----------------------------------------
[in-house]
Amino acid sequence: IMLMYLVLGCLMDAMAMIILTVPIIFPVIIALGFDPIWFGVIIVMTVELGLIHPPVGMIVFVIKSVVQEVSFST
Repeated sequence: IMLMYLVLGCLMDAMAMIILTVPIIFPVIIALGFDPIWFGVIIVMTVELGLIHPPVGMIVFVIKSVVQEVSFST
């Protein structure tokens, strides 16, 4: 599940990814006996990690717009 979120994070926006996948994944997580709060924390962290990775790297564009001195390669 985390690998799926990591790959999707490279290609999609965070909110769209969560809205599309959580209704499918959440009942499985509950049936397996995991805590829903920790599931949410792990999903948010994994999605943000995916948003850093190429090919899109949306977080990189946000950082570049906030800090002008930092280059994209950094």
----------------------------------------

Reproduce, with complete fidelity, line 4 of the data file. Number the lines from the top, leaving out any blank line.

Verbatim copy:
């Protein structure tokens, strides 16, 4: 599940990814006996990690717009 979120994070926006996948994944997580709060924390962290990775790297564009001195390669 985390690998799926990591790959999707490279290609999609965070909110769209969560809205599309959580209704499918959440009942499985509950049936397996995991805590829903920790599931949410792990999903948010994994999605943000995916948003850093190429090919899109949306977080990189946000950082570049906030800090002008930092280059994209950094």